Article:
The betrayed republic. Hungary’s new Constitution and the “System of National Cooperation”

May 3, 2011

This is the second piece of a series of articles in which the author Kristóf Szombati intends to lift the veil on significant social, political and cultural transformations since the right-wing government came to power in Hungary. In what follows Szombati seeks to outline and interpret the most significant changes brought about by the new Constitution which the Fidesz-KDNP coalition has decided to bequeath to the country. The text is written from the perspective of a long-time member of the Hungarian green movement who co-founded the “Lehet Más a Politika” (LMP) party.

An imposed social order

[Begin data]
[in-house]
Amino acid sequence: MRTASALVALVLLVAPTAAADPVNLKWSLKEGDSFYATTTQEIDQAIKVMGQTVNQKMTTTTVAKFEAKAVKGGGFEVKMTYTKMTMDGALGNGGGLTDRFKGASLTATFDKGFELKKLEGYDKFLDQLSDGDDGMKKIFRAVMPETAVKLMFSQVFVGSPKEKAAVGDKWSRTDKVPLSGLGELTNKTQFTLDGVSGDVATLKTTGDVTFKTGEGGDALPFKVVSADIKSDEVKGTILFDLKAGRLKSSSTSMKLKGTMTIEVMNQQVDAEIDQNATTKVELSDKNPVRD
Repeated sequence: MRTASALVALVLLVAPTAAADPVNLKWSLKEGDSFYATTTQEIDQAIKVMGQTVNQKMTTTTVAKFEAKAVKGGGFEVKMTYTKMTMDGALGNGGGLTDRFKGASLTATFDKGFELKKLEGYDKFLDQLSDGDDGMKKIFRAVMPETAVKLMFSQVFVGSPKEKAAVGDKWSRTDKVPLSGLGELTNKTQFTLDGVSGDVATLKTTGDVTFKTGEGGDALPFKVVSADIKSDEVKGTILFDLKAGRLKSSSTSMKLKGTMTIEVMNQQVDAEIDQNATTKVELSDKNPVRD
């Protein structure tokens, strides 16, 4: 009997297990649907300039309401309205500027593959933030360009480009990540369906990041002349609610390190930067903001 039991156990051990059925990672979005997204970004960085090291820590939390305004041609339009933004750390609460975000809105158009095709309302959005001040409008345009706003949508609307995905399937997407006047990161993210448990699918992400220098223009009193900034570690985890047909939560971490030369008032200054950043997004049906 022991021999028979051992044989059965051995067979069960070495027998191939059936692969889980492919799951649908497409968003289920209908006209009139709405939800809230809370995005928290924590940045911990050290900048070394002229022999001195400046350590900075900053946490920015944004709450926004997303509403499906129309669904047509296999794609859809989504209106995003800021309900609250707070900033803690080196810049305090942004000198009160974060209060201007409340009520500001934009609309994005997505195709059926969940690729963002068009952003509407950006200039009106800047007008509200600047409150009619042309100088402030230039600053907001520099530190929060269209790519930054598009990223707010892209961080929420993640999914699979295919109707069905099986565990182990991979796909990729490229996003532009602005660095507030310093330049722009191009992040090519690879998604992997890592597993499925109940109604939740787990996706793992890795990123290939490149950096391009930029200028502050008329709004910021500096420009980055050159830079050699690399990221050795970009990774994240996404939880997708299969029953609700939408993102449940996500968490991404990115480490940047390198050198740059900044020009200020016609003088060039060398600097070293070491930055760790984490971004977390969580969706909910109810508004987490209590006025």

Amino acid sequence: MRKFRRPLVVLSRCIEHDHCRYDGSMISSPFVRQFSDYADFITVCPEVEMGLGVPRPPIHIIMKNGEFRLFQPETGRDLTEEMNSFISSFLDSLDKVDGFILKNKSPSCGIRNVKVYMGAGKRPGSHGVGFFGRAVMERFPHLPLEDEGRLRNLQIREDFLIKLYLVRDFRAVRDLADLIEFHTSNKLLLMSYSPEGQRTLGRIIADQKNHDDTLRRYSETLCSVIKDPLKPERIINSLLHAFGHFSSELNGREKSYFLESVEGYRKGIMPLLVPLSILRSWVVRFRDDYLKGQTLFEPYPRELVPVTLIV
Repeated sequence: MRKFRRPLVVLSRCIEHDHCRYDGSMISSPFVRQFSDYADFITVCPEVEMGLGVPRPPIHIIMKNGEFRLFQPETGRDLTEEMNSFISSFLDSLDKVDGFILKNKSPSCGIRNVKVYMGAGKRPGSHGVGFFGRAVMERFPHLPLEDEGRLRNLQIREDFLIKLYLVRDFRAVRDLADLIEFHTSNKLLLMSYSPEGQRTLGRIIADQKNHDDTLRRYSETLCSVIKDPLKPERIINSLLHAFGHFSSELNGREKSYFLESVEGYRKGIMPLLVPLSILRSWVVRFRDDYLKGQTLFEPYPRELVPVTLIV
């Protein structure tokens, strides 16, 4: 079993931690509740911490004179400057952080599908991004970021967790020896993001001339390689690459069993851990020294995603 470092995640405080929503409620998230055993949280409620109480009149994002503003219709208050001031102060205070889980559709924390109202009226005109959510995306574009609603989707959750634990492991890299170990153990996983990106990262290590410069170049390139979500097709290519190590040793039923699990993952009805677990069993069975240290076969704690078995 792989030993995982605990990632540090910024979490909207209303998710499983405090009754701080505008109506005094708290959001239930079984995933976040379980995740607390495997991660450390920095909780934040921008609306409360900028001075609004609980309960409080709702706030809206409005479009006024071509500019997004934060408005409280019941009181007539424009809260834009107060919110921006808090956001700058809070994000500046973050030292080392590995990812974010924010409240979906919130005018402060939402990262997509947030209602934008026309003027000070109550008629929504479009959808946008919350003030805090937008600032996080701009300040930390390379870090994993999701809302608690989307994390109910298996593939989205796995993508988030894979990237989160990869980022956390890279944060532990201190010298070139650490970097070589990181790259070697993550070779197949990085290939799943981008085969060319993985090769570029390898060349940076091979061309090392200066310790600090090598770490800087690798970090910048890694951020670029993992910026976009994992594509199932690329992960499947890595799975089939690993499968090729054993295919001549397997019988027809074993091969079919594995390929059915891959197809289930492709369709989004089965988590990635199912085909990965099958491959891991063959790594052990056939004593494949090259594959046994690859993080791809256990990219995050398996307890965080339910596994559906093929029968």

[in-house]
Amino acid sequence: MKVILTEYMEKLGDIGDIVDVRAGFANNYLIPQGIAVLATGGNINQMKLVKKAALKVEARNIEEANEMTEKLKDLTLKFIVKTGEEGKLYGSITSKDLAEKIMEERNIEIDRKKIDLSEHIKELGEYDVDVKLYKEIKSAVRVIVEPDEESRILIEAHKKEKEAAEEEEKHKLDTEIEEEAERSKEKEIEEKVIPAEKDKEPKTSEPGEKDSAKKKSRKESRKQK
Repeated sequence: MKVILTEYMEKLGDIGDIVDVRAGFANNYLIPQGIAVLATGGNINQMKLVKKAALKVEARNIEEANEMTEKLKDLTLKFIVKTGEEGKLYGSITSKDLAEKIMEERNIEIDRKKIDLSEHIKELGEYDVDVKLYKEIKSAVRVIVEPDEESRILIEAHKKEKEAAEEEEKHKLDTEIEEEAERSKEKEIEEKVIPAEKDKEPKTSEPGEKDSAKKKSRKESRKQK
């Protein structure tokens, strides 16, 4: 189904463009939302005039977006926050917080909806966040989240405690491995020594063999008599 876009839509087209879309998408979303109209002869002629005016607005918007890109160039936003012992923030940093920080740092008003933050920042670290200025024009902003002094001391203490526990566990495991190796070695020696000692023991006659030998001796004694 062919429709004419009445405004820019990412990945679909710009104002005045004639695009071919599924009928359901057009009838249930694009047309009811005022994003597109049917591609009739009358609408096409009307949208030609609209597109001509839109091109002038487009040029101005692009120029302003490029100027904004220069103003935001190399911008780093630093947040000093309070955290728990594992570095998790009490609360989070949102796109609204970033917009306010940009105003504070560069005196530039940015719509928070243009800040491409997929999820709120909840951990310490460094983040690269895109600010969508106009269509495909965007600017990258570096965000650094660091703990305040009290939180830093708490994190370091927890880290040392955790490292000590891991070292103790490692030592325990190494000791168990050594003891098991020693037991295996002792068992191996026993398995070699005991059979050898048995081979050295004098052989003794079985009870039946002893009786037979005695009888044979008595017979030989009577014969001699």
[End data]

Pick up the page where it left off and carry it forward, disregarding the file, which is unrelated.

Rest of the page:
Hungary’s right-wing coalition has set a negative European record by adopting a new Constitution on 18 April without either holding a referendum or obtaining the support of parties in opposition . This despite the fact that only 30% of Hungarians believe their country needs a brand new Constitution, while 57% would like to see it put to a referendum. Besides being unwilling to broaden the text’s legitimacy the Orbán government has also dictated a frenetic pace. All-in-all MPs have had five weeks to debate and propose amendments to the text (which will come into force on 1 January 2012) before voting on it – a lacuna which has led the Council of Europe’s so-called Venice Commission to criticize the process . Finally, the process also lacked transparency. A first draft produced under the supervision of the Christian Democrat László Salamon, Chairman of Parliament’s Constitutional Affairs Committee, was quietly discarded on demand of the Prime Minister who found it too sleazy and radical . Orbán, who can no longer be sure that the parliamentary vote on “his” text will be remembered as a glorious day in the country’s history, may also have sought to demonstrate openness by asking the opposition to table its own proposals. This was of course nothing more than another act of the political theater put on by Fidesz since he knew perfectly well that the opposition’s conditions for lifting its boycott (broader legitimacy, more time for meaningful consultation with the public , and the reinstatement of the Constitutional Court’s powers) had not been met by the government.

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